Tuesday 25 October 2016

Bairbre Power: say yes to the dress!

Cast off your safe, slouchy casuals and embrace the feminine

Published 24/01/2016 | 02:30

The adventurous 'column' dress from Aideen Bodkin.
The adventurous 'column' dress from Aideen Bodkin.
Aideen Bodkin's 'Spiral' dress.
The 'Pillar' pencil dress
Slouch hat made from mix of possum and merino wool, €49, and wrist warmers,€40, two super warm pieces from kiwicountryclothing.ie whose pop-up store is no longer in Dublin’s South Anne Street but has opened in Glaslough, Co Monaghan.
Dries Van Noten metallic skirt, €389, Brown Thomas
Dress, €380, Phoenix V, Maylor Street, Cork, Phoenixv.ie

Over Christmas, I was struck by how many women I met told me that their festive frock was the first time that they had worn a dress in almost a year. The increasing casualisation of fashion trends has triggered a growing acceptance of smart casual from day into night.

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Factor in those luxury touches like a comfy cashmere, a fur-lined parka and finish it off with trainers liberally sprinkled with designer magic dust - good to go! Yes indeed, the Athleisure trend of gym apparel 24/7 seems to be taking over our dressing habits.

Many girls spent wasted hours as kids, trying to convince their mothers that they didn't want to wear girly dresses. I, for one, can remember the row about the Confirmation outfit but within a year, I couldn't get enough dresses in my life.

Shopping in a Dublin department store recently, I encountered a gloomy looking pair: the Confirmation candidate who wanted designer jeans, not a dress, and the despondent mum who, after getting over the sulking child hissy fit, had to find a dress for herself. In her own words: "A dress can take me right through the summer, to a wedding and a few Holy Communions thrown in." I wished her well and went on my way.

The transition from casual to dressed up shouldn't have to be stressful. Chatting with award-winning Irish designer, Aideen Bodkin, I was taken by how she approached her latest business venture - a collection called Dress which sits, like a sister, beside her more expensive occasion-wear range.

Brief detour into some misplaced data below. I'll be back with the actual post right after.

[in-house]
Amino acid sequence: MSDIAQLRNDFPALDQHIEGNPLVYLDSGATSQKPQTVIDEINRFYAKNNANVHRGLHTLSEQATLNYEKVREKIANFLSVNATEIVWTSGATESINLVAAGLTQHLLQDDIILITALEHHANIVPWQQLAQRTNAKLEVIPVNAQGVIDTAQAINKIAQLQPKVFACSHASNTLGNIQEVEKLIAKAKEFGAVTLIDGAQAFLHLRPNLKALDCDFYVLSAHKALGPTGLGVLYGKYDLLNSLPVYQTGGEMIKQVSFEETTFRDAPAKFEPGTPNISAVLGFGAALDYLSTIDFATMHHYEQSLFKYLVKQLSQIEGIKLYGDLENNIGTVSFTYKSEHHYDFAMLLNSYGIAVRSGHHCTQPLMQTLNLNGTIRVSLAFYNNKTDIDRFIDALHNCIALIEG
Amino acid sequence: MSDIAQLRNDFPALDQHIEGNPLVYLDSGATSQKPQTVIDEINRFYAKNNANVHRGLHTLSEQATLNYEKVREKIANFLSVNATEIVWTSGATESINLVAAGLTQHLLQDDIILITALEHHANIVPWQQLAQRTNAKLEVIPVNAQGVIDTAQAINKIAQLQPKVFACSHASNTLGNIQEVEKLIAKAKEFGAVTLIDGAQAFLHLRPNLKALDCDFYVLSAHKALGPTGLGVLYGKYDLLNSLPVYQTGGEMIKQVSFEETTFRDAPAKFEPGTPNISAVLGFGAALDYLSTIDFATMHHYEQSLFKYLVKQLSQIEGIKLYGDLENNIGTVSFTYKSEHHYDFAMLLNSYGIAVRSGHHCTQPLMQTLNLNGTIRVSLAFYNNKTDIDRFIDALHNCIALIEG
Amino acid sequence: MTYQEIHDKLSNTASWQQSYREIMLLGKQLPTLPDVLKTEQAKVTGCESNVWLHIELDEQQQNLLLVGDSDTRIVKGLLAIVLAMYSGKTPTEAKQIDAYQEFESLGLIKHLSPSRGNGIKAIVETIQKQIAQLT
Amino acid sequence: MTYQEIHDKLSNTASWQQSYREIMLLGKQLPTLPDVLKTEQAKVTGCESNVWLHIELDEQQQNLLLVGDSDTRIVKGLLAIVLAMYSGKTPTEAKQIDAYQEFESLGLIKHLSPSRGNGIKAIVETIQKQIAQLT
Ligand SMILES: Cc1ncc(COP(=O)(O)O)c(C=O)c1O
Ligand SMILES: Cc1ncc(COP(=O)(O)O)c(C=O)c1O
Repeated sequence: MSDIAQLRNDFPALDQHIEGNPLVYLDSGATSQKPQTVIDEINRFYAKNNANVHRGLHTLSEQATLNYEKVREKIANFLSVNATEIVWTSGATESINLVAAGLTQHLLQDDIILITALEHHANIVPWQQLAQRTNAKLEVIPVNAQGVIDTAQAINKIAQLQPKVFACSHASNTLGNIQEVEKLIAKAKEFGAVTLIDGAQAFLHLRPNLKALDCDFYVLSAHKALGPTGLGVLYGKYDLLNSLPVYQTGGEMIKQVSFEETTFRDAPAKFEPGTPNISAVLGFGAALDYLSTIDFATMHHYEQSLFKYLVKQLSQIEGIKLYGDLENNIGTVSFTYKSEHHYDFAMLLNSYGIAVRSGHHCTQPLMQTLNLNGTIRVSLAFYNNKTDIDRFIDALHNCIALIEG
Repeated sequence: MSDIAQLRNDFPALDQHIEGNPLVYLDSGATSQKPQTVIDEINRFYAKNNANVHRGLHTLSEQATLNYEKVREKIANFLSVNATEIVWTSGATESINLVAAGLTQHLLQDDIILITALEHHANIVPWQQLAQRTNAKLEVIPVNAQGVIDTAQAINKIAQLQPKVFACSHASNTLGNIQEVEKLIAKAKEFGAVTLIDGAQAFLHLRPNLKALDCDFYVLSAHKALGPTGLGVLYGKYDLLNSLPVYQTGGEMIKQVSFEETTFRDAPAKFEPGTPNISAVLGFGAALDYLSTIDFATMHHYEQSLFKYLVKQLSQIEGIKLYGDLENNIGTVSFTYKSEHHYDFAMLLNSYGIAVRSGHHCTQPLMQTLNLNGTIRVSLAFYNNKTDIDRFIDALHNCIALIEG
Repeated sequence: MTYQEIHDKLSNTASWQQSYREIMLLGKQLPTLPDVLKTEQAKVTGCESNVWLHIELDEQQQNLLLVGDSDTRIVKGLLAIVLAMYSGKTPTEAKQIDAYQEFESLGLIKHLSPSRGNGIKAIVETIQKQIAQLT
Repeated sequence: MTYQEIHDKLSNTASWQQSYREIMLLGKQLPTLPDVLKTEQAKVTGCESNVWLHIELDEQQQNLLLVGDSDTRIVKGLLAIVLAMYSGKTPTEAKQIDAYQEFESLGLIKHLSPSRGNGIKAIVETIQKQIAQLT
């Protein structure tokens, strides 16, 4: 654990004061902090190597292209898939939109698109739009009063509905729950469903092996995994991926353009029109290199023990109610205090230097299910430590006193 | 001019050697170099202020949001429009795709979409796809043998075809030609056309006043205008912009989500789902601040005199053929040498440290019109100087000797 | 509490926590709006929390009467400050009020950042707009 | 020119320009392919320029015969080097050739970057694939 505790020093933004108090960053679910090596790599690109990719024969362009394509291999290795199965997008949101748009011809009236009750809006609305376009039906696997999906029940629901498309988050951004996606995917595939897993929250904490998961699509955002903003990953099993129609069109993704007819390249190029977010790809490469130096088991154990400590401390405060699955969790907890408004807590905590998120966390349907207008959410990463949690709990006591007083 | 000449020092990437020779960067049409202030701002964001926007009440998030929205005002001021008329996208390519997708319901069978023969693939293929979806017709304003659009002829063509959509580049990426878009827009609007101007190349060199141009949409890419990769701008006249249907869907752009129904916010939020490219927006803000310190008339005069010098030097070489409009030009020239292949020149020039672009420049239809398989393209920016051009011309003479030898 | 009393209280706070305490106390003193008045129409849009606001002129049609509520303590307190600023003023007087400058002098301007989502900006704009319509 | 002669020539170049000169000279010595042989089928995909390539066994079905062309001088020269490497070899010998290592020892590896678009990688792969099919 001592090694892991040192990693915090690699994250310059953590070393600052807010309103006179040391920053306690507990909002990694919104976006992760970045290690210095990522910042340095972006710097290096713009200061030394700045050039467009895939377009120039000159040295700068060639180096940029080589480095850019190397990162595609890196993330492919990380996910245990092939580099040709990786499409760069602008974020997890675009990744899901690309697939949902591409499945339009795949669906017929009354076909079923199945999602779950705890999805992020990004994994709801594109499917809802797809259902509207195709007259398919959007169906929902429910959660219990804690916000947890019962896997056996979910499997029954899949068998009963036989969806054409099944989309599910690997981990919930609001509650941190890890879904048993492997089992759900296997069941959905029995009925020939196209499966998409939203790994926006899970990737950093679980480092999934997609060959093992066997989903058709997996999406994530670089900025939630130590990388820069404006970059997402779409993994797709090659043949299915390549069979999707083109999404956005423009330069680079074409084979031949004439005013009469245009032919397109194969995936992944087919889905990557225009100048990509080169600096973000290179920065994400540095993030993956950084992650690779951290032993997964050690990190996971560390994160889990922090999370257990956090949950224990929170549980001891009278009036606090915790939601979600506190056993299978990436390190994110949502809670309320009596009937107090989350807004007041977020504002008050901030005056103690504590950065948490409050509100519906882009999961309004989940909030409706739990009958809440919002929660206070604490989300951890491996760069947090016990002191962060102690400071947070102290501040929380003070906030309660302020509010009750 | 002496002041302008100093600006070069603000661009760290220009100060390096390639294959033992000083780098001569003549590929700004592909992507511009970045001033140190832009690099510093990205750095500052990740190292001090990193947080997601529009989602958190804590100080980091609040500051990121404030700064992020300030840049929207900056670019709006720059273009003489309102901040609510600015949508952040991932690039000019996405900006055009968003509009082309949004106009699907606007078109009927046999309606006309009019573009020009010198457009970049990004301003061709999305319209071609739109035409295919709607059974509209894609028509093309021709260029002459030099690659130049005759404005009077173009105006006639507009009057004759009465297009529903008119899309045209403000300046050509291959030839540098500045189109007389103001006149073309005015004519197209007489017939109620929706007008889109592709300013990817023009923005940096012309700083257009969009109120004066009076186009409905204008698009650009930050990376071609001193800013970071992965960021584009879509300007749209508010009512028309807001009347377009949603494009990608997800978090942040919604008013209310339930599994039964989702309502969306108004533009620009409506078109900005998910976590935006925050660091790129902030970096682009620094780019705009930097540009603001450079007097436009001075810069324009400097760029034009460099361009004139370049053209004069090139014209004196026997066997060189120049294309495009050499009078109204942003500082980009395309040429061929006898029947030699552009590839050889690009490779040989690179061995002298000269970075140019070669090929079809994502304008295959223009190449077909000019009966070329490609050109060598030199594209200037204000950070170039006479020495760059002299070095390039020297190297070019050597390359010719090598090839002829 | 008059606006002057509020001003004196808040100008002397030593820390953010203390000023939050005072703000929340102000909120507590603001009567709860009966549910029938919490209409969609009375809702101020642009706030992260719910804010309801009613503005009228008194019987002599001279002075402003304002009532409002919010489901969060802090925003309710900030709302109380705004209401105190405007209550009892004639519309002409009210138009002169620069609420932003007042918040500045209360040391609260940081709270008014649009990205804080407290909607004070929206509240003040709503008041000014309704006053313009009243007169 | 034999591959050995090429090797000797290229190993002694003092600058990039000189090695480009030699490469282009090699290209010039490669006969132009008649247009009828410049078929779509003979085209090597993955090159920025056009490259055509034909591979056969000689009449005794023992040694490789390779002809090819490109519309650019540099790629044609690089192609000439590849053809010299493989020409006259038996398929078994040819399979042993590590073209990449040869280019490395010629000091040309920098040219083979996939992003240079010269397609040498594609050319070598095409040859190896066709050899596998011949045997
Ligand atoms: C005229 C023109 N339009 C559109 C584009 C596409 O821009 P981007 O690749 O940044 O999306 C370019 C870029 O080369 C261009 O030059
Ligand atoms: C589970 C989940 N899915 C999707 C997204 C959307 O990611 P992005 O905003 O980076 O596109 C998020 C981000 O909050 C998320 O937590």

It's not by accident that Aideen was one of the preferred fashion choices by Presidents Robinson and McAleese. Now Mrs Sabina Higgins is a fan too and wore Aideen during the State visit to Britain in 2014.

Aideen reckons she has designed around 50 dresses a year for the last 17 years so she has a fair idea of what Irish women want and the shapes that suit them.

"The idea behind the 'Dress' range was to have a single item wardrobe - basically relying on a really good strong dress that you could wear on its own, and with accessories, or, if you wanted, throw a simple jacket over it. But the dress should be enough to actually create a full outfit," says Aideen.

Now in its second season, there are five styles in Aideen's Dress range and with variations in fabrics, that means there are 15 options to chose from and prices run from €180-€235.

The adventurous 'column' dress (€210, main photo) reminds me of the drama of a striking Mary Katrantzou digital print. Aideen has strategically worked the optical print featuring hot colours on a dark background so there are half diamond shapes at the waistline. This helps create an hourglass shape. Aideen says, "It gives you curves and accentuates curves. It's the kind of fabric that does all the work for you."


The side ruching on her 'Spiral' dress (€229, above) does a great job for anyone scared of dresses if they have a tummy and the fabric has a lively bit of stretch too. The 'Pillar' pencil dress (€189, below) has that element of surprise because while the dress is plain coral at the front, with a trim of cream on the shoulders, turn and it reveals a cream panel on the waist with exposed zip. "Over the years, I like putting a little twist to my dresses. I've done short, flared, maxi, floaty and I believe that with Irish women in particular, the pencil dress is the key dress,"says Aideen. See aideenbodkin.com



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